Heels fight to the finish but fall to Duke

When a team is 8-19, in the midst of the school's worst season ever and facing the No. 3 team in the nation that averaged 27-point victories in two previous meetings, why not pull out all the stops?

CHARLOTTE - When a team is 8-19, in the midst of the school's worst season ever and facing the No. 3 team in the nation that averaged 27-point victories in two previous meetings, why not pull out all the stops?

Although underdog North Carolina's game plan of milking the clock kept the contest close, Duke, led by Jason Williams' 20 points, eventually ground out a 60-48 victory before a crowd of 23,895 in the first meeting ever between the arch rivals in the Quarterfinals of the Atlantic Coast Conference Tournament.

The Tar Heels (8-20) began the game in a virtual stall - at least the closest thing to a stall in the era of the 35-second shot clock. And for the most part it worked as UNC found itself behind by just a 48-43 score with 4:35 left in the game. Amazingly, the crowd - save for Duke's contingent - which delivered a louder chorus of boos at the struggling Heels than the soaring Devils prior to the game, had come full circle and was behind the Heels that for so long dominated this storied conference.

But an Adam Boone pass caromed off the chest of senior Jason Capel leading to a slam by Williams, prompting UNC coach Matt Doherty to call a timeout. And for all intents and purposes, Duke (27-3) was finally in control.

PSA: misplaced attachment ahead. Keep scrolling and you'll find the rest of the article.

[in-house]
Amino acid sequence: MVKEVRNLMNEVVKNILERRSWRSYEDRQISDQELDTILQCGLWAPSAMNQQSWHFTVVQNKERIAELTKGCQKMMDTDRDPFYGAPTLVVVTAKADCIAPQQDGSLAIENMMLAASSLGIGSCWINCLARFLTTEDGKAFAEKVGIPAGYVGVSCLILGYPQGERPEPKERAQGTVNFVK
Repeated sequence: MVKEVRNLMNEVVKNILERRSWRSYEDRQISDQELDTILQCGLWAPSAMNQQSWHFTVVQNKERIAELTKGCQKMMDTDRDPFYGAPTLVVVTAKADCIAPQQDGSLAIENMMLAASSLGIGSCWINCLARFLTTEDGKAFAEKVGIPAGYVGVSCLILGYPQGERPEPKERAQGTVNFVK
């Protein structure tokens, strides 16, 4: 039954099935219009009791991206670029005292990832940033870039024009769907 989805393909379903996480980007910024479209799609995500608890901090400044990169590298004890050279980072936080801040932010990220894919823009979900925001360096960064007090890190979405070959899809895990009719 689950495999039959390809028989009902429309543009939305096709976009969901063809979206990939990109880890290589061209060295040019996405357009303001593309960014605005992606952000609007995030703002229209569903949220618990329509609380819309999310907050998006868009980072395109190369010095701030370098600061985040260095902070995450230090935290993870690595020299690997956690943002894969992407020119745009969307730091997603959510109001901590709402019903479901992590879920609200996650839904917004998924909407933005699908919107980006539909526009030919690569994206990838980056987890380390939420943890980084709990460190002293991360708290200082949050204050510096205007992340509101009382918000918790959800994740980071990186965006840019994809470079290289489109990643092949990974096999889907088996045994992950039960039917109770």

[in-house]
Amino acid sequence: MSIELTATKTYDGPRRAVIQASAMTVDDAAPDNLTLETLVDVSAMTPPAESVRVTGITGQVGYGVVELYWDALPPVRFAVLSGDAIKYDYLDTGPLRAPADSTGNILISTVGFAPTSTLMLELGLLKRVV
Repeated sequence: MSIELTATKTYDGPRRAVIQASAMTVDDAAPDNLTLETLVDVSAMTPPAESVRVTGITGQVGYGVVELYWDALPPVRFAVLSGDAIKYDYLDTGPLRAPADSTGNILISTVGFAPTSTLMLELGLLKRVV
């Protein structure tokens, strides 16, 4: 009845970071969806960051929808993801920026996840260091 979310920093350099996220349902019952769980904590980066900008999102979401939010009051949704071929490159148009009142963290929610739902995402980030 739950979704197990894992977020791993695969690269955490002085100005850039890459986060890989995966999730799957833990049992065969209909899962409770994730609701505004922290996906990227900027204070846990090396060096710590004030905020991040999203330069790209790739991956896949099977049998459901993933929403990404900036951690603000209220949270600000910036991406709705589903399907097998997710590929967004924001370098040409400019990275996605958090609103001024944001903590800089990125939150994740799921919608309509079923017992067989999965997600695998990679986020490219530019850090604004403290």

"That was a big play because it put them up seven," Boone said. "Turnovers were key tonight. I thought we executed really well but they were able to convert our turnovers into points too often."

For example, 24 (40%) of Duke's points came off turnovers and 13 came on fast breaks. UNC committed 17 turnovers for the game.

But for the most part the Tar Heels made this a game because of their game plan, execution, effort and concentration.

"They (coaches) explained it (offense) to us and I think everybody believed in it and I think that was the key," said Boone. "If we executed and took care of the ball while running clock we would have a good chance of staying in the game. And that's what we did."

Basically, the Heels ran what at times looked like a Four Corners and at times looked like the classic sets that Princeton has run for years. The objective was to shorten the game, limit the number of shots taken - especially by Duke - and prevent the Blue Devils from getting into a typical Devils rhythm that can devastate teams.

"I think slowing down any team that likes to score a lot of points takes them out of their comfort zone, and I think that's what we did," said freshman guard Melvin Scott. "They defended it very well and other than some turnovers in the first half I think we handled the situation well. But it just didn't work out."

Many reasons can be attributed for why it didn't ultimately result in victory, but one stands out. Duke.

The Devils did an excellent job of applying pressure as well as pulling back. Duke coach Mike Krzyzewski said defense is why his team won.